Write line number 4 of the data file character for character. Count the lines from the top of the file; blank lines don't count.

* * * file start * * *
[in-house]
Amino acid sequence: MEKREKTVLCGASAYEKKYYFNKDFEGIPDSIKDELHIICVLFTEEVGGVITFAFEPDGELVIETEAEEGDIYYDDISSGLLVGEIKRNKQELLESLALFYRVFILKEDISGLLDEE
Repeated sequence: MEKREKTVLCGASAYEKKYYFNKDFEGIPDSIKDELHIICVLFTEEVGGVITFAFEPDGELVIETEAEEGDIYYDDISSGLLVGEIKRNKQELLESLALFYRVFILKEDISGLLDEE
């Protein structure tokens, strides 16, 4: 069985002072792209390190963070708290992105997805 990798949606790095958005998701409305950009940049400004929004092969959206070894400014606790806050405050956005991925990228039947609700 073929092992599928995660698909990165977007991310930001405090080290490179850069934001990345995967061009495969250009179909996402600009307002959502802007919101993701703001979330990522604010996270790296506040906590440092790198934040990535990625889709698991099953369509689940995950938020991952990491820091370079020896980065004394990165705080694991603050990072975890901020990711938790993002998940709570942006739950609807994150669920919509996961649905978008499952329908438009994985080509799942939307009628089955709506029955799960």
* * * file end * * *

């Protein structure tokens, strides 16, 4: 069985002072792209390190963070708290992105997805 990798949606790095958005998701409305950009940049400004929004092969959206070894400014606790806050405050956005991925990228039947609700 073929092992599928995660698909990165977007991310930001405090080290490179850069934001990345995967061009495969250009179909996402600009307002959502802007919101993701703001979330990522604010996270790296506040906590440092790198934040990535990625889709698991099953369509689940995950938020991952990491820091370079020896980065004394990165705080694991603050990072975890901020990711938790993002998940709570942006739950609807994150669920919509996961649905978008499952329908438009994985080509799942939307009628089955709506029955799960």